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Askar soldiers on for badminton in Kazakhstan

Jul 22nd, 2018
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Askar Ormanov is the live wire of Kazakhstan badminton although the former Russian state is not a badminton powerhouse just yet. Kazakhstan was born when Russia broke-up in 1991.


Leave it to Askar, a former national singles and doubles champion with Artur Niyazov in 2008 and 2009 who went into coaching in 2001 after finishing his university studies.  


Today he holds a BWF Level 1 and Level 2 coaching certificate and if successful will soon be recognised as a BWF Level 3 coach - which will be another milestone in his badminton career.


Incidentally, he achieved both his coaching status in Kuala Lumpur. And Kuala Lumpur will again feature prominently if he succeeds in getting his Level 3 coaching certificate.


About three weeks ago he was one of the candidates who attended the first-ever BWF Level 3 coaching course organised by Badminton Asia. The pilot project, a first in the world, was held in Cyberjaya, Malaysia.


Askar is the "jack of all trades" for Kazakhstan badminton and you can rely on the bubbly father of four to get things done for his country when it comes to anything to do with the game.


He is a popular figure in badminton tournaments, especially in Asia  - thanks to his close links with Badminton Asia. The Asian badminton body has always lent him and Kazakhstan badminton a helping hand in its bid to take the game to a higher level.


Currently the 37-year-old is not only the general manager of Kazakhstan Badminton Federation but he is also the national badminton coach. With Askar around Kazakhstan is on the right track in the shuttle game with an eye on the 2020 Tokyo Olympics.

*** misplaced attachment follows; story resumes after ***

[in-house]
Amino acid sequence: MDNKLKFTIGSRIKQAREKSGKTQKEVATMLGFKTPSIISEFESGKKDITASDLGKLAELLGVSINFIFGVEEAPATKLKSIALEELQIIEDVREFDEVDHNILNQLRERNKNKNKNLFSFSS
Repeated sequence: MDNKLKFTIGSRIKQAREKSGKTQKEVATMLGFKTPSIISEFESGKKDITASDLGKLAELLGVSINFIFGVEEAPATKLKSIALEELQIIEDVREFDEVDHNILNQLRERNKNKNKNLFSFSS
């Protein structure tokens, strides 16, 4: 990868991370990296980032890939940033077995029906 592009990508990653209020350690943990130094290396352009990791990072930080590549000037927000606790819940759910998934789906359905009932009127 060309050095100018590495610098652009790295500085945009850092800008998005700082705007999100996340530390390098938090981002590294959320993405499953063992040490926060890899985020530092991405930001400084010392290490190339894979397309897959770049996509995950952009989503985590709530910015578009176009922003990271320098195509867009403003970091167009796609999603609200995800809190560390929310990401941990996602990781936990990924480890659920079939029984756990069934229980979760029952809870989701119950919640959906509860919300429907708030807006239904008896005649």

A Sports Science graduate of South Kazakhstan State State University, Askar and Kazakhstan badminton have embarked on a journey to "battle" with boxing, wrestling, weightlifting - the most popular sports in the country.


"There were times we trained in different shoes because of the financial crisis which hit the country after the break-up of Russia. We repaired own racquets using screws," said Askar as he reflected the tough times.


"We earned only USD50 a month and all goods became very expensive. It was really difficult during winter when we had no power for heaters."


But for the love of the game, Askar and company pulled through, training on four wooden courts in Shymkent City.


Today, 18-year-old Dmitriy Panarin is the national champion and the highest ranked player from Kazakhstan. In the latest BWF ranking list, Panarin is ranked No 17. In the Badminton Asia Junior Championships, he was seeded sixth.

Panarin was in Jakarta competing in the Badminton Asia Junior Championships held in Bintaro, Jakarta. The other men players were Damir Abdullayev and Kemran Tajibullayev.
  
The women players were Aisha Zhumabek and Iya Gordeva.

 


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